MEMBER ALERT: AOPA is closed today, March 5, due to inclement weather. We will reopen March 6 at 8:30 a.m. Eastern.
August 5, 2014
By Jim Moore
Glenn Burt has a grin on his face, ever happy to show off his Sopwith Pup, a vintage fighter newly built and based in Wausau, Wisconsin, and flown to Oshkosh for benefit of the curious, many of whom stopped by to pose for photos.
The commander of this (somewhat updated) 1916-edition fighter—a predecessor of very similar design to the Camel, which was the most maneuverable and deadly air weapon of World War I—said he got the job done for about $30,000. That, Burt said, includes the modern engine, hidden safely from view under a cowling. The machine gun does not fire, either (at least we’re pretty sure it doesn’t. Come to think of it, we didn’t ask). Other than that, it’s a full-scale copy of the original aircraft that earned a reputation as a much more docile cousin of the Camel.
Absence of the original rotary engine greatly tames handling characteristics that earned aircraft of this generation a reputation for being as dangerous to their pilots as the enemy. Bill Gordon, chief pilot at Old Rhinebeck Aerodrome, said in 2012 that he had logged three takeoffs and landings in the Camel, and “that was enough.” The gyroscopic force imposed by the spinning cylinders of a rotary engine allowed the original Camel to turn 270 degrees right in about the same time required for 90 degrees of (comparatively unstable) left turn, with strong tendencies to pitch the nose up or down somewhat steeply depending on the direction of turn.
Burt is not such a stickler for historic accuracy as to insist on a vintage rotary, though his replica Pup shares the same narrow wheelbase, and flight controls that can seem downright ineffectual if compared to modern aircraft. Burt acknowledged the aileron response may be a tad sluggish, but “isn’t as bad as a Stearman, where you have to make an appointment to turn.”
In fact, Burt insists, absence of a rotary engine makes the Pup downright docile.
"Ground loops can bite you,” though the Pup is generally “forgiving,” Burt said. “It’s a very gentle little airplane to fly.”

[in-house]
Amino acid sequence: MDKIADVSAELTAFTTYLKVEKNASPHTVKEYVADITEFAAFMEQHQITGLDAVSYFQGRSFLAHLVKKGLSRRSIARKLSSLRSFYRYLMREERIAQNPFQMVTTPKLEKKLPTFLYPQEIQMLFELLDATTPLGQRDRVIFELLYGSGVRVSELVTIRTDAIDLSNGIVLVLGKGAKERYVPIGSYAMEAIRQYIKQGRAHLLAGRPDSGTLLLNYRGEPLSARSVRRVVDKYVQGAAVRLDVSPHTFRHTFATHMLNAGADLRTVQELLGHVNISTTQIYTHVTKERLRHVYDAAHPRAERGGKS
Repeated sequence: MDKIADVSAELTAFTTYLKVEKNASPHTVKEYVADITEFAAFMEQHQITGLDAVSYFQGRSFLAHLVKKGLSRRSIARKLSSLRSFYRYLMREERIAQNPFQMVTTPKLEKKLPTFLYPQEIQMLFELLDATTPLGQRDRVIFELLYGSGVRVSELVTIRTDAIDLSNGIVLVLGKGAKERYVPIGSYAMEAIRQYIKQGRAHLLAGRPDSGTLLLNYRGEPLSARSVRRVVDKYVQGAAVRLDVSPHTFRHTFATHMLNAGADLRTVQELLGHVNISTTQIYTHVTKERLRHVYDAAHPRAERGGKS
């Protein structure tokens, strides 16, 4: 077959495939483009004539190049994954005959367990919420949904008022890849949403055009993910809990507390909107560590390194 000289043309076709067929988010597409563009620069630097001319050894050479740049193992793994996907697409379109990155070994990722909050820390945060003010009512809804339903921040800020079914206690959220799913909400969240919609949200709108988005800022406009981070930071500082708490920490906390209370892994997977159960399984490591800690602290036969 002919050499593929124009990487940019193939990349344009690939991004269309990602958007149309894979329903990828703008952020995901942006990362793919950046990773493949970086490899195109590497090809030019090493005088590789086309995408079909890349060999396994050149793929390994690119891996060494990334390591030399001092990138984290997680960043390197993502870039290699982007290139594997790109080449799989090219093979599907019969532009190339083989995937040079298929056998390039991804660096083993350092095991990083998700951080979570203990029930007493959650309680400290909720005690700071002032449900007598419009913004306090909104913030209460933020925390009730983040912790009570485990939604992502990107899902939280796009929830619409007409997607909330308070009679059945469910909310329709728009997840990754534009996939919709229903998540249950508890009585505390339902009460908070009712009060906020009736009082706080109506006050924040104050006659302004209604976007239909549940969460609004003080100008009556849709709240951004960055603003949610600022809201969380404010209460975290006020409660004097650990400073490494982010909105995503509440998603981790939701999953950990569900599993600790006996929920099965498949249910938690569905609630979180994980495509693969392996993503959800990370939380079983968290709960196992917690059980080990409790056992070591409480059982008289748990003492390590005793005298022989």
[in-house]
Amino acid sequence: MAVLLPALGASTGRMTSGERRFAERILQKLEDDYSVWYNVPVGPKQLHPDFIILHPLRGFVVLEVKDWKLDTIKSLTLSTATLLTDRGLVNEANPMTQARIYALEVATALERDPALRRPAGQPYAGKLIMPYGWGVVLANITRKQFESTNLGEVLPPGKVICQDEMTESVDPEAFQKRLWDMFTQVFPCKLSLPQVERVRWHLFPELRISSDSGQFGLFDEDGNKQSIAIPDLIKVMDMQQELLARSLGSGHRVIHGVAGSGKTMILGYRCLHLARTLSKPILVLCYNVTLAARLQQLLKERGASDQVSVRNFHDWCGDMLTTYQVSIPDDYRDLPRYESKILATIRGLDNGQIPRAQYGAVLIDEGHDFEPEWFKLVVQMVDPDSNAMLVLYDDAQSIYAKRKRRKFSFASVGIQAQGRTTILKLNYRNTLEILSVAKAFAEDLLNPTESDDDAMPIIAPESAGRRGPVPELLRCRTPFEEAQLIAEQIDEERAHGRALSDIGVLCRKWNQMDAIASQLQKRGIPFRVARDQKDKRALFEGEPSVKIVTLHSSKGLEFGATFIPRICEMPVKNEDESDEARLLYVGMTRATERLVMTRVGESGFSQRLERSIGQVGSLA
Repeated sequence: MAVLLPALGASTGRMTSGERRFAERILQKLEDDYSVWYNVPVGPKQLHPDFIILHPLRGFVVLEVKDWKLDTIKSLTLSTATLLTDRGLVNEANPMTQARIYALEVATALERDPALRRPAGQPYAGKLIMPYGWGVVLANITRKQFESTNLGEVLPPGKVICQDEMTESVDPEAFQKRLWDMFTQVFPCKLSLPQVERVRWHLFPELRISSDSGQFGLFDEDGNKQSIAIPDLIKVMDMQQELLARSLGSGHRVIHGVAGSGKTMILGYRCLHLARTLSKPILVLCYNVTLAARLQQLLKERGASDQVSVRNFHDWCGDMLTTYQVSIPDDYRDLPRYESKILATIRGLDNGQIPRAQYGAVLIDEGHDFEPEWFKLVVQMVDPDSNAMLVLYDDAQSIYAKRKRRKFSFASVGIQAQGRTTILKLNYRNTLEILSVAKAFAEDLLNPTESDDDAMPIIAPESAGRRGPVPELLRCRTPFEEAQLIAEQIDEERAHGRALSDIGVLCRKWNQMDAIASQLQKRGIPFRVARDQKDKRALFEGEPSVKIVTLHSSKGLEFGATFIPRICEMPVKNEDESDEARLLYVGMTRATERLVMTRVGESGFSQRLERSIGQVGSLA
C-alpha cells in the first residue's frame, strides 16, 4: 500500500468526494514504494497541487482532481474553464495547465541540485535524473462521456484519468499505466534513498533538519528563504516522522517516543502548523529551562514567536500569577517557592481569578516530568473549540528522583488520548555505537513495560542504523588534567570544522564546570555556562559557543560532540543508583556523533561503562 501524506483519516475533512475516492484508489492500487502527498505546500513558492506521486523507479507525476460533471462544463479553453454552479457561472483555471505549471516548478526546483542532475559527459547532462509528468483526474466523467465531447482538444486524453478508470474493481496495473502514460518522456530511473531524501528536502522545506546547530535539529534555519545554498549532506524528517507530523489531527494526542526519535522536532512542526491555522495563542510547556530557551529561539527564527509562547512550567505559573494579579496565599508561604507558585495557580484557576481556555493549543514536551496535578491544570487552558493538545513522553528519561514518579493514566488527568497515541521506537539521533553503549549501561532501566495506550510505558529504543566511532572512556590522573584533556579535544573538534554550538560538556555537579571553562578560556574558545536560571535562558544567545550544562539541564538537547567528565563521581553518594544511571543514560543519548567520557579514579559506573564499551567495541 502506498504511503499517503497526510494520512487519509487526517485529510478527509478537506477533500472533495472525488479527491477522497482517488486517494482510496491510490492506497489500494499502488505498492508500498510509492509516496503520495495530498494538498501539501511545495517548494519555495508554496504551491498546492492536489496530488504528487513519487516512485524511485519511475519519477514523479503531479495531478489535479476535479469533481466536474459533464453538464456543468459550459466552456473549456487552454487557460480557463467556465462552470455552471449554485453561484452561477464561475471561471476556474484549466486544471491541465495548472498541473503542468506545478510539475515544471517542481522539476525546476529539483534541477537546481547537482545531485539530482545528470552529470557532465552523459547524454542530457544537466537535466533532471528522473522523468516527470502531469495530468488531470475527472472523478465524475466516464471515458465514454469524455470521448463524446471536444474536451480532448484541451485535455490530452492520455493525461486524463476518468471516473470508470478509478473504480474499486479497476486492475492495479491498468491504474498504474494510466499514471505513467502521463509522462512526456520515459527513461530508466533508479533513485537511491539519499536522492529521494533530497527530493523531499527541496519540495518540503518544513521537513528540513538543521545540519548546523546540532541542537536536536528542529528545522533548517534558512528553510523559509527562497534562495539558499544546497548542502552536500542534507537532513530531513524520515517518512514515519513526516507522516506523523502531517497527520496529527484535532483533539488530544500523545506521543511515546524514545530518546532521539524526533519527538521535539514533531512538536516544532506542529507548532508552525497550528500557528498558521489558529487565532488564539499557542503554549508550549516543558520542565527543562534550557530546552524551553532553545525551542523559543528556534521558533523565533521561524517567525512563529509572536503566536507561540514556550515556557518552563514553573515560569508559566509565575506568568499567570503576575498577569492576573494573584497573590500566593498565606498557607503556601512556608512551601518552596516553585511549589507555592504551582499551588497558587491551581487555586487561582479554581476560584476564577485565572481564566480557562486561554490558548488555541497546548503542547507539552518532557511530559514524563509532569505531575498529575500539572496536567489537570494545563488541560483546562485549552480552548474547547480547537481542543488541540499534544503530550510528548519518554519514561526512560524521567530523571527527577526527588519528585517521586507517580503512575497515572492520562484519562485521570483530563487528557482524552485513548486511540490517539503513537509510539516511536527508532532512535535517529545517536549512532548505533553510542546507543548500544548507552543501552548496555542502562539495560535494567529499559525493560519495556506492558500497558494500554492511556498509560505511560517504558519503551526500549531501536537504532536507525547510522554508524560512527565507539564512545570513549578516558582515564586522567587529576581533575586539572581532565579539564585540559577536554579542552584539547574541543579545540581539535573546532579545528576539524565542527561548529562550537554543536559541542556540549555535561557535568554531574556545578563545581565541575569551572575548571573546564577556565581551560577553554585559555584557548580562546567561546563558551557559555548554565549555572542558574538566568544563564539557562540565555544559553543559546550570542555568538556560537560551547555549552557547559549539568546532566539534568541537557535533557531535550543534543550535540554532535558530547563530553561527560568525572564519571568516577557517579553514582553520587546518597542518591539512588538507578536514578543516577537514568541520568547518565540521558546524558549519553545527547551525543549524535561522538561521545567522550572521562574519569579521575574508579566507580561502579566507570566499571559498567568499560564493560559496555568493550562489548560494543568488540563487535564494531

Burt spent much of the two-year build putting his cockpit together, finding some instruments online to extend the vintage look as far as possible. The interior is a snug fit, and Burt is happy to help the curious make the climb that rewards one with the perspective of a World War I flying ace, poised to launch from the aerodrome in France, in eternal pursuit of the Red Baron. Never mind the modern electrical switches and breakers on your right.
The kit came from Robert Baslee, whose Holden, Missouri-based Airdrome Aeroplanes supplied replicas for the movie Flyboys, and continues to churn out an air power arsenal based on classic designs from both sides: Fokker, Nieuport, Bleriot, and others.
Burt noted, with pride, that the Camel (the Pup's elder and very similar cousin) could turn easily inside its early-model Fokker competition.
Burt showed off the struts, metal covered in a wood veneer that, from nearly any distance, appear much like the original, though they do represent one more concession to modernity.
“I’m actually going to break down and make wood struts,” Burt said, his smile widening as the thought was amended: “No, I’m going to have a friend of mine make wood struts.”
AOPA Online Associate Editor Jim Moore joined AOPA in 2011 and is an instrument-rated private pilot who enjoys competition aerobatics.
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